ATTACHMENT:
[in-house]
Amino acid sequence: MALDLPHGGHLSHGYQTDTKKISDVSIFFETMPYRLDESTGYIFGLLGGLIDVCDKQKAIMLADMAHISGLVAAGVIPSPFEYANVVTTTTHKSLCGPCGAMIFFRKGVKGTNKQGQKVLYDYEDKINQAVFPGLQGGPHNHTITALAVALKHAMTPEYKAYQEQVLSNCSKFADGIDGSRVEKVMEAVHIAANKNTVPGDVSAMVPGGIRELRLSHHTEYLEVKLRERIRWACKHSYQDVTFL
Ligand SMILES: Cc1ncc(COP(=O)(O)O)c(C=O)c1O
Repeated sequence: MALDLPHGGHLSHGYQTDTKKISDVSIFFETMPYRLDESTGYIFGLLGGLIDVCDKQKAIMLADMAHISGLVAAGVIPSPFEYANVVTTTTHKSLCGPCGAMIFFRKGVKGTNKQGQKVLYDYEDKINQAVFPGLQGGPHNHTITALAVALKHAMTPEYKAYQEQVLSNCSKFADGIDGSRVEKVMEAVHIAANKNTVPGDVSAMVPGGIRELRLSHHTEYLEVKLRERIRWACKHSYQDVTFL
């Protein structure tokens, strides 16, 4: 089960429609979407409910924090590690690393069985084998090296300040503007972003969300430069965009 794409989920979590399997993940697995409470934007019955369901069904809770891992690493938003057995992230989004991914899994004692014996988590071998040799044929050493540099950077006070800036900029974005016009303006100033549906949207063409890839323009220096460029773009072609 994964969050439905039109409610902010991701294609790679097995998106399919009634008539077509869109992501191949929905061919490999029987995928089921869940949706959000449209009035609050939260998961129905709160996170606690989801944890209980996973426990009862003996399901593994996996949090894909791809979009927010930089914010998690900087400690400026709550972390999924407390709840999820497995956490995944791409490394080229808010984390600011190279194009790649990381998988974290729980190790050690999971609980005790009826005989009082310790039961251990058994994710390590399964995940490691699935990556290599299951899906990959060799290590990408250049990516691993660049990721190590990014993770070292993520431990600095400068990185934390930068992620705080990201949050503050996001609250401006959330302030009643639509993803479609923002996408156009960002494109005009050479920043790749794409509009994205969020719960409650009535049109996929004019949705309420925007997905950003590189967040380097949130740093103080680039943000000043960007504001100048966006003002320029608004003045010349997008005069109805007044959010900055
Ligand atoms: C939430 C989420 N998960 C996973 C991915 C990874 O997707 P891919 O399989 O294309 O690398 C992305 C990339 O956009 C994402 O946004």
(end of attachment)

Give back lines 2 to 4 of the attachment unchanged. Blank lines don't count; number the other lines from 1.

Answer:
Amino acid sequence: MALDLPHGGHLSHGYQTDTKKISDVSIFFETMPYRLDESTGYIFGLLGGLIDVCDKQKAIMLADMAHISGLVAAGVIPSPFEYANVVTTTTHKSLCGPCGAMIFFRKGVKGTNKQGQKVLYDYEDKINQAVFPGLQGGPHNHTITALAVALKHAMTPEYKAYQEQVLSNCSKFADGIDGSRVEKVMEAVHIAANKNTVPGDVSAMVPGGIRELRLSHHTEYLEVKLRERIRWACKHSYQDVTFL
Ligand SMILES: Cc1ncc(COP(=O)(O)O)c(C=O)c1O
Repeated sequence: MALDLPHGGHLSHGYQTDTKKISDVSIFFETMPYRLDESTGYIFGLLGGLIDVCDKQKAIMLADMAHISGLVAAGVIPSPFEYANVVTTTTHKSLCGPCGAMIFFRKGVKGTNKQGQKVLYDYEDKINQAVFPGLQGGPHNHTITALAVALKHAMTPEYKAYQEQVLSNCSKFADGIDGSRVEKVMEAVHIAANKNTVPGDVSAMVPGGIRELRLSHHTEYLEVKLRERIRWACKHSYQDVTFL